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7:01pm June 6, 2013

Amendment to Deport DREAMers Passes in House

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Today the House of Representatives voted on an amendment by Congressman Steve King (R-Iowa) to end the Deferred Action for Childhood Arrivals (DACA) program. Last year, the Obama administration unveiled this program to allow the Department of Homeland Security to use its discretion in who it deports. DREAM Act eligible youth (young people who were brought to the country as children) could apply for deferred action if they met certain requirements, which would prevent them from being deported. The idea was that DHS should use its resources on deporting undocumented people who have committed crimes.

King argued that the administration was trying to waive existing immigration laws. He said, “The point here is … the President does not have the authority to waive immigration law, nor does he have the authority to create it out of thin air, and he’s done both with these Morton memos in this respect.”

The amendment passed in the House 224-201, largely along party lines, but three Southern Democrats joined with Republicans to support the amendment.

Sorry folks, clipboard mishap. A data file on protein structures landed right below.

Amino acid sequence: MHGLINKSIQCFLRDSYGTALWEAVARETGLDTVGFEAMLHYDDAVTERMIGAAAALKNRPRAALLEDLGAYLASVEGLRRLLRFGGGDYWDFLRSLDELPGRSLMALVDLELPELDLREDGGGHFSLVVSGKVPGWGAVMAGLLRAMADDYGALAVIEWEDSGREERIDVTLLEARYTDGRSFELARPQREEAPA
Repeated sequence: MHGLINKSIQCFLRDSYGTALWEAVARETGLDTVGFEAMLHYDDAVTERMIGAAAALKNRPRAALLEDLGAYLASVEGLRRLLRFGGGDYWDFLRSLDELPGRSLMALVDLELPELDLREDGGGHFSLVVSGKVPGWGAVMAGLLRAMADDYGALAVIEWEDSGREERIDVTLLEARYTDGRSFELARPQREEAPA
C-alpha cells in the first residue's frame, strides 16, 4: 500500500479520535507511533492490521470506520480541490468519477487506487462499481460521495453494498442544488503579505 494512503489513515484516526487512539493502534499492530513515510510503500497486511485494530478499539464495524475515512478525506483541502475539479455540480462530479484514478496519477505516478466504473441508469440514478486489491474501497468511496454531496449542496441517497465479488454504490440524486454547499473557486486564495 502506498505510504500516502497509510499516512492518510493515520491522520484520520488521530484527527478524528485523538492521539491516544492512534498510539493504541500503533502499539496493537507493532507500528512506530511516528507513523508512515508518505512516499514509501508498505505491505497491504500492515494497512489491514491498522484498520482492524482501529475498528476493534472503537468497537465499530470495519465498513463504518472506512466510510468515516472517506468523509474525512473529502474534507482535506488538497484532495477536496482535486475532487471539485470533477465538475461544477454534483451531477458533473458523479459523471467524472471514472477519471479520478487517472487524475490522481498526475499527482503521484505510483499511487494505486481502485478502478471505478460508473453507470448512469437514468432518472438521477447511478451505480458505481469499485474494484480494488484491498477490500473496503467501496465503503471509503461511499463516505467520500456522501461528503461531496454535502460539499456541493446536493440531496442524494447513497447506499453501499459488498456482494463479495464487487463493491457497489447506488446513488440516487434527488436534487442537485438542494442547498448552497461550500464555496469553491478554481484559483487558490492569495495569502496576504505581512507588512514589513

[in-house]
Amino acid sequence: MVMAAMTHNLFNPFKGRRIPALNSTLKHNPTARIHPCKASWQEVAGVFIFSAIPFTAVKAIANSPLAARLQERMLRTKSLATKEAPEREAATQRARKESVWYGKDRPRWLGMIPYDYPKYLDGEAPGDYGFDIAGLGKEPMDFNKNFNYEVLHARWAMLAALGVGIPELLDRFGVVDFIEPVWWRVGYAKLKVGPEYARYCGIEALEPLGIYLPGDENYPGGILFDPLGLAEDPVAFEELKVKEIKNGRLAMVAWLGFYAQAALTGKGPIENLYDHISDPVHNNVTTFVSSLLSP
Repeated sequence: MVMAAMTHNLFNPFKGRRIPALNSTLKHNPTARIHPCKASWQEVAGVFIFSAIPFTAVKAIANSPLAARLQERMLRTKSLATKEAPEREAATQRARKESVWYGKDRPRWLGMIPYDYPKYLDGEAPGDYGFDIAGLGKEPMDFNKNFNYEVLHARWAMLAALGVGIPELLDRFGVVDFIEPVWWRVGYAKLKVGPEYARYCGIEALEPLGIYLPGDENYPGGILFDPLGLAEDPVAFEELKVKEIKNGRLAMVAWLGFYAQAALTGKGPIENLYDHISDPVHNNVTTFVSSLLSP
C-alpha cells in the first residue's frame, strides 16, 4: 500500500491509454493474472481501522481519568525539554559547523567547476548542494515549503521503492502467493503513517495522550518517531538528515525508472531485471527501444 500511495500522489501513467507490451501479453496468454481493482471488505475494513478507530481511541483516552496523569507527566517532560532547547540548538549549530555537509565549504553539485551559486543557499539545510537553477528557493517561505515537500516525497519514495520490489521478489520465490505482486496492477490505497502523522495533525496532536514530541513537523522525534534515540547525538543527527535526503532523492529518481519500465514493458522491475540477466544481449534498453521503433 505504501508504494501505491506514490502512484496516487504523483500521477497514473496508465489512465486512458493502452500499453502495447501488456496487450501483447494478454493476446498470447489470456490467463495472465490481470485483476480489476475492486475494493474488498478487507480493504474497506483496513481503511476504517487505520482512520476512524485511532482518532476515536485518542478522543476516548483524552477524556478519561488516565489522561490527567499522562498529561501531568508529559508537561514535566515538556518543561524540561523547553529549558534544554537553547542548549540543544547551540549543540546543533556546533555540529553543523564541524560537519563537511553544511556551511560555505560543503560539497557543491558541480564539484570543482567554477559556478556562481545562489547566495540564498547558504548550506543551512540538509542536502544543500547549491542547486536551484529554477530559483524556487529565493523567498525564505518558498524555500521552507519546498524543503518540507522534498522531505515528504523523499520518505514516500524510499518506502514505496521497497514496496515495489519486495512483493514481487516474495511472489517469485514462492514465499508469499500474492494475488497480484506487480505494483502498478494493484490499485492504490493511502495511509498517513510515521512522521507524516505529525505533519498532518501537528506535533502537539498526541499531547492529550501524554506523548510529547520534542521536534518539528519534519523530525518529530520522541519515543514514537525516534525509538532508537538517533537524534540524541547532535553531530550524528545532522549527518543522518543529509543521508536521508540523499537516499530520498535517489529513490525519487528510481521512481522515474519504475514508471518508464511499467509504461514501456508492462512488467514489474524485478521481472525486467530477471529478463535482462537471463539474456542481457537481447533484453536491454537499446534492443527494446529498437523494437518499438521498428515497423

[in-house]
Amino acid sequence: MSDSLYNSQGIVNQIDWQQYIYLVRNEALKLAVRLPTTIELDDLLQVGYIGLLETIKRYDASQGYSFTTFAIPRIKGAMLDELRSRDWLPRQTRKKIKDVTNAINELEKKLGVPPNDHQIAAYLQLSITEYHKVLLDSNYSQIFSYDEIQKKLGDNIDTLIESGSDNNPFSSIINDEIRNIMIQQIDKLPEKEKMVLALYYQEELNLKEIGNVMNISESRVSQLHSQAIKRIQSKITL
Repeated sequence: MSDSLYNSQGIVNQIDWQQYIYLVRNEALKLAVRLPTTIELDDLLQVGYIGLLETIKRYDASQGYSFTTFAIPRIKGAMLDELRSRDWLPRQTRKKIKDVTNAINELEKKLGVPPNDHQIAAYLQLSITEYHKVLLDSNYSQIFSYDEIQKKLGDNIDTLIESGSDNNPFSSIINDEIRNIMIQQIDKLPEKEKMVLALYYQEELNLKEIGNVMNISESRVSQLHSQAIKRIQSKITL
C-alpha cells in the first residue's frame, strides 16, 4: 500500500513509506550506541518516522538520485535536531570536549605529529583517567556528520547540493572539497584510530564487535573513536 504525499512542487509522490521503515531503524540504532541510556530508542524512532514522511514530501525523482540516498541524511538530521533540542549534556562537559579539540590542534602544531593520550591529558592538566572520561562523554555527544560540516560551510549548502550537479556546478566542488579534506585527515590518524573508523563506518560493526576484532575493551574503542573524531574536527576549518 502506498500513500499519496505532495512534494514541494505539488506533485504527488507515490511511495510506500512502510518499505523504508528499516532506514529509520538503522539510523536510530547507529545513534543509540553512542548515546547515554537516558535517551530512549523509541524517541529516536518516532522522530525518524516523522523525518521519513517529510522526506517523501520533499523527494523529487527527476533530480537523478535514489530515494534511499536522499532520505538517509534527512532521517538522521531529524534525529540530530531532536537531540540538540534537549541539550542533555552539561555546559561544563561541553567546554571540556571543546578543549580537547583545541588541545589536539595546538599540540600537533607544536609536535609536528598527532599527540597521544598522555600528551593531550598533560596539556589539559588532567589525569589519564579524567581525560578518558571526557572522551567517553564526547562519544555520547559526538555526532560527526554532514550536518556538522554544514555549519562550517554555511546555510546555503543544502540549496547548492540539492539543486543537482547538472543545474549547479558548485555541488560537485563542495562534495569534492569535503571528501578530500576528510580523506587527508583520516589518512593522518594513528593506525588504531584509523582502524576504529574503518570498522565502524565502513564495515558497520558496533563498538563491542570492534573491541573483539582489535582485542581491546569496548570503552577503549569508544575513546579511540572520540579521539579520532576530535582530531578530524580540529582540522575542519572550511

There were boos on the House floor after the King amendment passed.

This vote highlights the contentious nature of the immigration debate in the House of Representatives. Earlier today, Speaker of the House John Boehner published an op/ed in La Opinión, the largest Spanish language paper in the nation about “Protecting the American Dream,” where he highlighted immigration reform as a priority for his party in Congress.

Congressman Luis Gutierrez (D-Illinois), a consistent advocate for immigration reform, has said that he expects the House to have a bill by the week after next.



About the Author

Adriana Maestas
Adriana Maestas is the senior contributing editor of Politic365.com.




 
 

 
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3 Comments


  1. KJ

    Good. A civilization nation is built on the rule of law. Illegal aliens cannot be rewarded from criminality.


  2. [...] an amendment to end the deferred action program (DACA) passed in the House of Representatives (read about that here) that was split largely along party lines. The Senate will begin the floor debate on immigration [...]


  3. mary

    Just adding more competition to the already skimpy job market, when unemployment is so high I have to ask why are they considering this?. We can not get a job at these ” bilingual only apply” The dream act will just encourage more of this pushing us all out of the job market!



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